When you arrive the first thing you do is audition. You are given several measures to play for the judges, but you aren't told the selection before hand. This is so that students don't practice the same 10 measures for a month, but ignore the rest of the music. I've practiced none.
    I walk in, sit down, and sight read my music.
    I walk out thinking I've blown it. I'm embarrassed by my performance, I know I played notes incorrectly. Not a little off key, or the wrong rhythm, but entirely wrong notes. I want to go home.
    After dinner the results are announced. Of 12 cellists, I placed 4th. This standing qualifies me for regionals. I feel I'm not cut out for it, I'm afraid of the work that it will take, and afraid I'll be outted as a slacker who never took lessons, can't play in second position, and who hates to practice.
    So I opt out, which infuriates my director. And myself 10 years later.

    1. Patrick the Drismall Cynic says:

      You were right to quit. You sucked.

      Just like you were right to quit college with only a few classes left to take, it would have been a waste and you would have wound up lost and destitute.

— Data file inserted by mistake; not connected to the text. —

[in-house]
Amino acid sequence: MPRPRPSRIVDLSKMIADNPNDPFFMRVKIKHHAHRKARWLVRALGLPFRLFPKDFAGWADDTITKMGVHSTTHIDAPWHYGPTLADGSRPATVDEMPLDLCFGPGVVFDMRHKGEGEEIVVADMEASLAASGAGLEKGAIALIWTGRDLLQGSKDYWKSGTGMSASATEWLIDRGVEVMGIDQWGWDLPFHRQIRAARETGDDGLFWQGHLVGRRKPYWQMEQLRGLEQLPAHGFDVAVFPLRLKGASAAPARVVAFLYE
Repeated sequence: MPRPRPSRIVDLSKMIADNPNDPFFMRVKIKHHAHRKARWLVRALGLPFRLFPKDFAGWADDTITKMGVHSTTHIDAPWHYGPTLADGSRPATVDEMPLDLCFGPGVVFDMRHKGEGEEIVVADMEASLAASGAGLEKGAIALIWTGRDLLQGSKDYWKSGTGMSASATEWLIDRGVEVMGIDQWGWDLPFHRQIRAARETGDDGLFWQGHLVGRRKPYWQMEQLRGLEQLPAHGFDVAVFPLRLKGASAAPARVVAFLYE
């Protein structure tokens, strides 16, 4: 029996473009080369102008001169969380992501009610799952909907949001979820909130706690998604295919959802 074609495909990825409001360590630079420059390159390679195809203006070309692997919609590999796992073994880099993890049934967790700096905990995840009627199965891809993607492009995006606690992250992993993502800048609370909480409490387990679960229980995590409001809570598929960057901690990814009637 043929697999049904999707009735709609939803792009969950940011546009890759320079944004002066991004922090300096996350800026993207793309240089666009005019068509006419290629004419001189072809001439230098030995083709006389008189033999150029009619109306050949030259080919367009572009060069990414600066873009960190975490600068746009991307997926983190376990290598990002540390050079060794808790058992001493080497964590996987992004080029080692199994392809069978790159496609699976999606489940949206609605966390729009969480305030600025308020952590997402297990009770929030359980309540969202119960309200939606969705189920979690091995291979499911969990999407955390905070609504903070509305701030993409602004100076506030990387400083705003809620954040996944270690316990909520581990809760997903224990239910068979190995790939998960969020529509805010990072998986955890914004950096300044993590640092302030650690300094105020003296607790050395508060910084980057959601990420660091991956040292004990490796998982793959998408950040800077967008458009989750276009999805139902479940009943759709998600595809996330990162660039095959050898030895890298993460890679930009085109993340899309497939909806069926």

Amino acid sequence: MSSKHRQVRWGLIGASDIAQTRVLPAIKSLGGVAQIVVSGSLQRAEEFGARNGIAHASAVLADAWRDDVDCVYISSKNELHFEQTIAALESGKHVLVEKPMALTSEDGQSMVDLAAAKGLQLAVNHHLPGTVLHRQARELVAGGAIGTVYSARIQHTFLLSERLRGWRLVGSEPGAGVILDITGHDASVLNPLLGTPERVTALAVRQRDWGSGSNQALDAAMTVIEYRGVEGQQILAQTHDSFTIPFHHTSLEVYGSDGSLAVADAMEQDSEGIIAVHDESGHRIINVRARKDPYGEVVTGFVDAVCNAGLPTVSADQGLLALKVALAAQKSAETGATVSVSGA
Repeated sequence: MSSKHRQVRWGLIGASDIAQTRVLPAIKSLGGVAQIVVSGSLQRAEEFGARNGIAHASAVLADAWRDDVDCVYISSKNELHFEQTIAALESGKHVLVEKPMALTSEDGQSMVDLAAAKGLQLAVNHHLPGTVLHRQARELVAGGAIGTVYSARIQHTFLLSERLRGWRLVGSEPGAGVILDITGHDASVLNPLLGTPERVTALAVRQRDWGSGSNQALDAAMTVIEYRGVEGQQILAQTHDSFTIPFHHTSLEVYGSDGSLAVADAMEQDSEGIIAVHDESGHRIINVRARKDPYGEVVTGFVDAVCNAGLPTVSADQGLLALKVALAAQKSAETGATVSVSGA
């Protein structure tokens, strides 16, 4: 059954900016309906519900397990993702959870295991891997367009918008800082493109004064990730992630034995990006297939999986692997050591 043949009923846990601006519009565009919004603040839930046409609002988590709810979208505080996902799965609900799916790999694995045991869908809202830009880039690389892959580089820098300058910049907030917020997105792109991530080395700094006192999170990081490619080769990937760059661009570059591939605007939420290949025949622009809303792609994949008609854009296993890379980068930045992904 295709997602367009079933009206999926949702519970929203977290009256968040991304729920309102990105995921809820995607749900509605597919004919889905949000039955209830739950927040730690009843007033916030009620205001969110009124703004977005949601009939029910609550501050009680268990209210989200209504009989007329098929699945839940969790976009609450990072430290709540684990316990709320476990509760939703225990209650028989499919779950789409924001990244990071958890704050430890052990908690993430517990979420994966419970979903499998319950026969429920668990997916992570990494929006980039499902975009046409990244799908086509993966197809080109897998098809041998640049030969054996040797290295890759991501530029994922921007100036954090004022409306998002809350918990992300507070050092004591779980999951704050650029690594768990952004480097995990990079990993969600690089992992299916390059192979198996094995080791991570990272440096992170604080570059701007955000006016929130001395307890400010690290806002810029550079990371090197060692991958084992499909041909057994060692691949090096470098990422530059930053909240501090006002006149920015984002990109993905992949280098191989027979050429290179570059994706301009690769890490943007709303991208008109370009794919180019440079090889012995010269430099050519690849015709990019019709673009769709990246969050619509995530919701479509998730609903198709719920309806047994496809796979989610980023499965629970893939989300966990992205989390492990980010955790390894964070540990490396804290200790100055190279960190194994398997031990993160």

Thank god it’s too late to correct those descisions. I’m sure SRU would never take you back, and neither would any other institue of higher learning for that matter. And I’m sure there’s no way you could start playing the…the big wooden thing you used to bang and beat on clumsily with your over grown man-like, meaty fingers.

      I’m so glad it’s far to late for you to do anything other than spend the rest of your life with the regret of flippant teenage descisions. :-/

      1. Methermeneus says:

        Or it could simply not be too late to take other opportunities entirely unrelated to the things you regret missing as a less-wise teenager. You could always do something weird like me. I’m literally one credit away from a Classics degree with a Linguistics minor, but can’t afford to pay for that last class and can’t get financial aid with only one class to take, but that’s okay because I happen to be having more fun now working on the completely unrelated field of web design and learning programming. (And also writing fiction in my spare time, but we’ll see how much of a living that gets me.)

    2. Ashnak says: